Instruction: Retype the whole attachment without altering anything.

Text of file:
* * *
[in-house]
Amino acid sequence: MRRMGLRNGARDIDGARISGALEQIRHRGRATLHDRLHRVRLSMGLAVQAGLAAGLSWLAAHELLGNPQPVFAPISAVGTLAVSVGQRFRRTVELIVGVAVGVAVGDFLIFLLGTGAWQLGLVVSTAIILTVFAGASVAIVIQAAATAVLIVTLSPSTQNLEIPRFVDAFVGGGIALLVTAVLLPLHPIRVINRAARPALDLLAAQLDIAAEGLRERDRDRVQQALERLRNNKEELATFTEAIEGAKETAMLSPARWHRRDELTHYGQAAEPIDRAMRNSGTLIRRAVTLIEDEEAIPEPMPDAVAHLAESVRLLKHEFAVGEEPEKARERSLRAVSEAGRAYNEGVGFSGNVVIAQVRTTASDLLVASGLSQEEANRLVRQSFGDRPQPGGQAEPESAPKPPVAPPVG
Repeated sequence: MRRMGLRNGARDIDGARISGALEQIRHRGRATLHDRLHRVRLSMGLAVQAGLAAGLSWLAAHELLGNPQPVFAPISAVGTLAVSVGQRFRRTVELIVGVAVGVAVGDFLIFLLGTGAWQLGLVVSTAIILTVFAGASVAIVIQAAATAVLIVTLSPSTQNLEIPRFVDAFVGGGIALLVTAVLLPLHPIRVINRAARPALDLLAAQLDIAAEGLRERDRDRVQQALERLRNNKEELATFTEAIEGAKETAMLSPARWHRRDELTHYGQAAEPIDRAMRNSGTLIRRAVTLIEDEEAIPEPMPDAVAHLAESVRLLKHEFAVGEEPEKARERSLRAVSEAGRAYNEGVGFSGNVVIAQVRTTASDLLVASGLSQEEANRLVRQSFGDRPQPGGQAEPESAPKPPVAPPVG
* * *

[in-house]
Amino acid sequence: MRRMGLRNGARDIDGARISGALEQIRHRGRATLHDRLHRVRLSMGLAVQAGLAAGLSWLAAHELLGNPQPVFAPISAVGTLAVSVGQRFRRTVELIVGVAVGVAVGDFLIFLLGTGAWQLGLVVSTAIILTVFAGASVAIVIQAAATAVLIVTLSPSTQNLEIPRFVDAFVGGGIALLVTAVLLPLHPIRVINRAARPALDLLAAQLDIAAEGLRERDRDRVQQALERLRNNKEELATFTEAIEGAKETAMLSPARWHRRDELTHYGQAAEPIDRAMRNSGTLIRRAVTLIEDEEAIPEPMPDAVAHLAESVRLLKHEFAVGEEPEKARERSLRAVSEAGRAYNEGVGFSGNVVIAQVRTTASDLLVASGLSQEEANRLVRQSFGDRPQPGGQAEPESAPKPPVAPPVG
Repeated sequence: MRRMGLRNGARDIDGARISGALEQIRHRGRATLHDRLHRVRLSMGLAVQAGLAAGLSWLAAHELLGNPQPVFAPISAVGTLAVSVGQRFRRTVELIVGVAVGVAVGDFLIFLLGTGAWQLGLVVSTAIILTVFAGASVAIVIQAAATAVLIVTLSPSTQNLEIPRFVDAFVGGGIALLVTAVLLPLHPIRVINRAARPALDLLAAQLDIAAEGLRERDRDRVQQALERLRNNKEELATFTEAIEGAKETAMLSPARWHRRDELTHYGQAAEPIDRAMRNSGTLIRRAVTLIEDEEAIPEPMPDAVAHLAESVRLLKHEFAVGEEPEKARERSLRAVSEAGRAYNEGVGFSGNVVIAQVRTTASDLLVASGLSQEEANRLVRQSFGDRPQPGGQAEPESAPKPPVAPPVG